Mystic Ark

Anyone who’s been gaming long enough can remember That Game- the one that you heard about and latched onto and followed every tiny detail and scrap of information about. The one that you looked forward to and anticipated for months, through delays and new release dates. The one that you lived and breathed. The one that, once you got it, turned out to be a hollow shell of the game that you’d been promised- the one that dashed your hopes and turned out to be a huge disappointment.

Everybody’s got one of those- you know that you do, too- many of which have titles you’d recognize: Halo 2. Black and White. Spore.

Mine was a little-known Super Nintendo game entitled The 7th Saga.

You’ve probably never heard of The 7th Saga, and there’s a good reason for that. It’s a straightforward JRPG, released in 1993 in the US. It follows the grind-heavy and plot-light Dragon Quest model, but has an incredibly punishing difficulty level than any of the Dragon Quest games and, at the same time, also has a less interesting battle system. The setting was a straightforward 16-bit-RPG Fantasy-but-there-are-lasers-and-robots-around-for-no-goddamn-reason affair. About the only interesting concept in the game is the way the “party system” is handled- you’re given a choice of seven characters initially, and then will encounter the others (who you can recruit or fight against) at various points in the game. The visuals- which, for the time, were pretty impressive- were about the game’s only real high point. The music wasn’t bad, either, I suppose. All things considered, it’s a mediocre game at best, whose primary advantage lay in being a JRPG released in the US at a time when there were very few JRPGs to be had, and even fewer worthwhile ones. A more humane level of difficulty would have helped the game, but even without the punishing difficulty I still probably would have been better off playing Lufia or Paladin’s Quest instead.

There was a sequel to The 7th Saga which never made it out of Japan, by the name of Mystic Ark (I’ve just learned that there’s a second, Playstation-based sequel, too, which there seems to be little to no reference to on the English-speaking internet). It wasn’t a game that I was particularly interested in, but I recently checked my RSS feeds and learned that the intrepid folks at AGTP have translated it into English– so I decided to give it a try.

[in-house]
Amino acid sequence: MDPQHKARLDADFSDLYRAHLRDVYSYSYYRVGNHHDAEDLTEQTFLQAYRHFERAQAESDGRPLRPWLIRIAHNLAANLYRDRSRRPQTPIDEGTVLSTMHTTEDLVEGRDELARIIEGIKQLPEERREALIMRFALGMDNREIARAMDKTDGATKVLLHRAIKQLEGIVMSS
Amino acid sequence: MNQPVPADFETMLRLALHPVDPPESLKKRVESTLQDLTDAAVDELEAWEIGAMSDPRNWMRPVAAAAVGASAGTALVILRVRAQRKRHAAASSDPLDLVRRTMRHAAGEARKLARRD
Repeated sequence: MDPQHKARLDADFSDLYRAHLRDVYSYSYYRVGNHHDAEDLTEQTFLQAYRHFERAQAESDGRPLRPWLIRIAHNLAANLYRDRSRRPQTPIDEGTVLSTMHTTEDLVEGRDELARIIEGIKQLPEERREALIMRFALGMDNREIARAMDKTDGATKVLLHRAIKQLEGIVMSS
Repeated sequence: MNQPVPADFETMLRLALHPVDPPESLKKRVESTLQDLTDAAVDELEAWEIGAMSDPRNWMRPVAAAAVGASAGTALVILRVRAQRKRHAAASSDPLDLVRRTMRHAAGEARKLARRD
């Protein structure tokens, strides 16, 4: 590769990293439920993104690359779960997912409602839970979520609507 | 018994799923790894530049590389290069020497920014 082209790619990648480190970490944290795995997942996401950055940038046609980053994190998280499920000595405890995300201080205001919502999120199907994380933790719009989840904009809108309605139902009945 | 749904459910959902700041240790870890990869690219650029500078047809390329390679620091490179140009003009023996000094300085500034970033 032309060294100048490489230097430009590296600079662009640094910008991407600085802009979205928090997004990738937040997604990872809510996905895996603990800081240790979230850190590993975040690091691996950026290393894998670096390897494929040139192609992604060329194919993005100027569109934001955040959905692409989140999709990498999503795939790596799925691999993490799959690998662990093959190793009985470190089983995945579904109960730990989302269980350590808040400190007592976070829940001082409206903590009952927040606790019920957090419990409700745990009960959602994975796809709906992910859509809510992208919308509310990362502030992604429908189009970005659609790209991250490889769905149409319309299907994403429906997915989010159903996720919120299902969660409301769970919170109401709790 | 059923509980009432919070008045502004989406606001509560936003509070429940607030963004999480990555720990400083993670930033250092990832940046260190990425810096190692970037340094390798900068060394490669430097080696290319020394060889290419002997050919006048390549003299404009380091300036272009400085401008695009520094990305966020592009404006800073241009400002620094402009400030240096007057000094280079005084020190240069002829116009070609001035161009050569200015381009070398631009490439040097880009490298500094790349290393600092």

I wish I could say that I was pleasantly surprised- unfortunately, I cannot.

Although the difficulty level is much more reasonable than The Seventh Saga’s, Mystic Ark is still a straightforward, unremarkable SNES RPG at its’ core. It seems to rely a lot more on puzzles and “trigger quests” than many of its’ contempararies- unfortunately, many of the puzzles seem totally arbitrary and don’t make that much sense, are drop-dead easy, or some combination of the two. Many also seem designed simply to make you wander back and forth through monster-infested territory as much as possible, and more often than not advancing the plot seems to be a matter of randomly talking to people until you trigger an event (one of my personal JRPG pet peeves). The game is seperated into seven different “worlds”, which seem to each attempt to follow a different wacky theme, but the graphics are really too drab and uninteresting to capture this- it’s hard to get excited about a world inhabited by cat pirates which it looks suspiciously similar to a world inhabited by people living inside giant fruit, which looks suspiciously similar to a world inhabited only by children.

The game’s overall storyline never seems to really form into anything cohesive and interesting- it gets a little better near the end, but all-in-all it’s pretty mediocre. Beyond that, there’s nothing really remarkable about it- combat is only slightly improved from The Seventh Saga’s straightforward Dragon Quest-alike, and the presentation is fairly middle-of-the-road for the time when the game was released.

Mystic Ark is an okay effort, I suppose, and its certainly better than it’s predecessor- but it’s nothing spectacular, and it’s not a game which I’d really recommend to anyone. It was only my personal history with the series that convinced me to finish the game at all- and even with that, I had to force myself to complete the last few worlds.

– HC

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